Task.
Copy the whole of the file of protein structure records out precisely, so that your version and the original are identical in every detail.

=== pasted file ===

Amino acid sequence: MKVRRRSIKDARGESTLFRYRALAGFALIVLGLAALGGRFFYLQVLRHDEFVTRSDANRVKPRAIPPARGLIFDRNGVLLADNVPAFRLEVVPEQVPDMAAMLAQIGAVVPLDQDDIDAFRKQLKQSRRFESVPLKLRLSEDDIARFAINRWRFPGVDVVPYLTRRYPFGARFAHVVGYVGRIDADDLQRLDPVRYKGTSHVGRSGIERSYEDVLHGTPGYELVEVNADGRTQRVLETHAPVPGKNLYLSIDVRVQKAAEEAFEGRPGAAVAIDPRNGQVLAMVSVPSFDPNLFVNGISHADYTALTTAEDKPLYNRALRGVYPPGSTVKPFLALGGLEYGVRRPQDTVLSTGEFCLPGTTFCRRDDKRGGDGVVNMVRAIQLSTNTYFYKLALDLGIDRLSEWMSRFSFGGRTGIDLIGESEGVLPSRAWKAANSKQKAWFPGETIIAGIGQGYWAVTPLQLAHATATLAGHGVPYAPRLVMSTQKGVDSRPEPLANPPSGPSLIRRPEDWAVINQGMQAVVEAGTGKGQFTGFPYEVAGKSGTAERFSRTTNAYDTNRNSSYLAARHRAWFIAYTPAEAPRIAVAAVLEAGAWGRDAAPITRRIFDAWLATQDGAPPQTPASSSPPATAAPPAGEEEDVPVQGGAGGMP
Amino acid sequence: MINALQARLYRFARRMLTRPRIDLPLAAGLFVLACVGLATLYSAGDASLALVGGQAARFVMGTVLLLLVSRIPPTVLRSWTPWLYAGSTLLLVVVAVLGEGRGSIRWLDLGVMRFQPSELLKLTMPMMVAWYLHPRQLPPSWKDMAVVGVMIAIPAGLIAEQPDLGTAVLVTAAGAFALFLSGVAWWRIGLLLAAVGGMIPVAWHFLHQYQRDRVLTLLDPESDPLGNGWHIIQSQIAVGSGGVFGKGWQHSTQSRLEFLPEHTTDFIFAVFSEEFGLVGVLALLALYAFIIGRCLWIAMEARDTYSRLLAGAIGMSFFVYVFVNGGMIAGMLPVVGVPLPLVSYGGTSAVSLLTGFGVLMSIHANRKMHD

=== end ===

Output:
Amino acid sequence: MKVRRRSIKDARGESTLFRYRALAGFALIVLGLAALGGRFFYLQVLRHDEFVTRSDANRVKPRAIPPARGLIFDRNGVLLADNVPAFRLEVVPEQVPDMAAMLAQIGAVVPLDQDDIDAFRKQLKQSRRFESVPLKLRLSEDDIARFAINRWRFPGVDVVPYLTRRYPFGARFAHVVGYVGRIDADDLQRLDPVRYKGTSHVGRSGIERSYEDVLHGTPGYELVEVNADGRTQRVLETHAPVPGKNLYLSIDVRVQKAAEEAFEGRPGAAVAIDPRNGQVLAMVSVPSFDPNLFVNGISHADYTALTTAEDKPLYNRALRGVYPPGSTVKPFLALGGLEYGVRRPQDTVLSTGEFCLPGTTFCRRDDKRGGDGVVNMVRAIQLSTNTYFYKLALDLGIDRLSEWMSRFSFGGRTGIDLIGESEGVLPSRAWKAANSKQKAWFPGETIIAGIGQGYWAVTPLQLAHATATLAGHGVPYAPRLVMSTQKGVDSRPEPLANPPSGPSLIRRPEDWAVINQGMQAVVEAGTGKGQFTGFPYEVAGKSGTAERFSRTTNAYDTNRNSSYLAARHRAWFIAYTPAEAPRIAVAAVLEAGAWGRDAAPITRRIFDAWLATQDGAPPQTPASSSPPATAAPPAGEEEDVPVQGGAGGMP
Amino acid sequence: MINALQARLYRFARRMLTRPRIDLPLAAGLFVLACVGLATLYSAGDASLALVGGQAARFVMGTVLLLLVSRIPPTVLRSWTPWLYAGSTLLLVVVAVLGEGRGSIRWLDLGVMRFQPSELLKLTMPMMVAWYLHPRQLPPSWKDMAVVGVMIAIPAGLIAEQPDLGTAVLVTAAGAFALFLSGVAWWRIGLLLAAVGGMIPVAWHFLHQYQRDRVLTLLDPESDPLGNGWHIIQSQIAVGSGGVFGKGWQHSTQSRLEFLPEHTTDFIFAVFSEEFGLVGVLALLALYAFIIGRCLWIAMEARDTYSRLLAGAIGMSFFVYVFVNGGMIAGMLPVVGVPLPLVSYGGTSAVSLLTGFGVLMSIHANRKMHD